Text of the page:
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Pittsburgh: Mass attendance down 40% since 2000

August 18, 2016

Commenting on sobering demographic and financial trends, Bishop David Zubik of Pittsburgh told the Pittsburgh Tribune-Review that “the number one priority has to be, ‘We need to make our worship better.”

“Second of all, we need to do the best job that we can to get not only more ordained leaders, but we really have to open up lots of doors for the lay leaders of the Church,” he said.

Since 2000, diocesan Mass attendance has declined by 40%, and K-8 Catholic school enrollment has fallen by 50%.

The newspaper also reported that nearly half of Pittsburgh parishes are the in red, compared to one-third in 2012.

 

 
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  • Posted by: Terri11 - Aug. 26, 2016 7:24 PM ET USA

    Get a great priest, you'll get great attendance. It's that simple. I've witnessed that at our current parish. When a priest teaches well, takes Mass seriously, and genuinely loves his congregation, people WANT to get out of bed on Sunday morning to go. Doesn't have to be a Latin Mass at all, but someone who adores the Mass he's saying and explains why everyone else should too. When a priest acts like the Mass isn't important, people pick that up too--and prefer to catch up on sleep.

  • Posted by: unum - Aug. 19, 2016 10:35 AM ET USA

    "Better worship" is not the term I'd have chosen to reverse the decrease in Mass attendance in our parish. When congregations are not evangelized and don't understand the wonder of the Mass and the message of Christ to "go out into the world", the Mass has little meaning to them. I agree with wcbeckman51 about the need for evangelizing the faithful, and I wonder who the bishops believe is responsible for reaching out to the people of God.

  • Posted by: rjbennett1294 - Aug. 19, 2016 4:44 AM ET USA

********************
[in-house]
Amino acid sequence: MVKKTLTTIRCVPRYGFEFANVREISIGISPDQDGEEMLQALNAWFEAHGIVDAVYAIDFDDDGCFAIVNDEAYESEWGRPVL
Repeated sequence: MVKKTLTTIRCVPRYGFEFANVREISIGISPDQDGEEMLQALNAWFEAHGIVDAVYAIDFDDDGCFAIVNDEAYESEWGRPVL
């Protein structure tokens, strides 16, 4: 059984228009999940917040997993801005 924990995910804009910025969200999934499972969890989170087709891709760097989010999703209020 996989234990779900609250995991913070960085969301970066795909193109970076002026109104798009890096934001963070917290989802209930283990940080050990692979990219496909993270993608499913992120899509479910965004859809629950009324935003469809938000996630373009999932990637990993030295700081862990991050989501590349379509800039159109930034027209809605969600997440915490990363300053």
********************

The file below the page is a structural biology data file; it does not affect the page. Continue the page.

"We need to make our worship better," says Bishop Zubik. I wonder if he's ever thought of trying the Traditional Latin Mass, and maybe some of the theology that goes along with it. I mean, does it say something that the 40% drop in Mass attendance since the year 2000 - and more of a drop the farther back you go - does it say something that this drop coincides with the abandonment of the traditional Mass and the traditional teachings of the Church? I know, I know, that's just a coincidence.

  • Posted by: wcbeckman51 - Aug. 18, 2016 6:34 PM ET USA

    Sad to say, but the good bishop is confused. First things first. The churches have emptied because the great majority of people (and not just in Pittsburgh) have not been evangelized. People need to hear the kerygma of Jesus Christ announced with boldness and be invited to repent and believe the Gospel. The new ecclesial movements and charisms are doing this well. Bishop Zubik needs to "open wide the doors and put out into the deep." Zealous disciples, not lay ecclesial ministers.

  • Posted by: koinonia - Aug. 18, 2016 1:48 PM ET USA

    The catechism says that all humans are created to know God, to love God and to serve God. This is really the fundamental area of concern. The Catholic way of doing this has succumbed to something foreign, and the statistics testify to this. Can we truly make "God offering God to God" better? Of course not. But if it does not occur to us that this is the Mass, we might well look horizontally tirelessly for solutions. We'll have "water, water everywhere and not a drop to drink."

  • Posted by: Lucius49 - Aug. 18, 2016 10:13 AM ET USA

    What does it mean " to make our worship better"? That's the problem. "We" are not the source of worship.

  • Posted by: Randal Mandock - Aug. 18, 2016 9:13 AM ET USA

    The seminaries of the extraordinary rite are bursting at the seams. Maybe we should have a "messy" Church and "mix things up" by considering a different model for the modern-day priest. The Catholic schools would expand if they offered services to their customers that far exceeded the services provided by the competition. For the clergy, their greatest service is proper offering of the Mass and other sacraments. For the schools, their service is proper preparation for temporal and eternal life.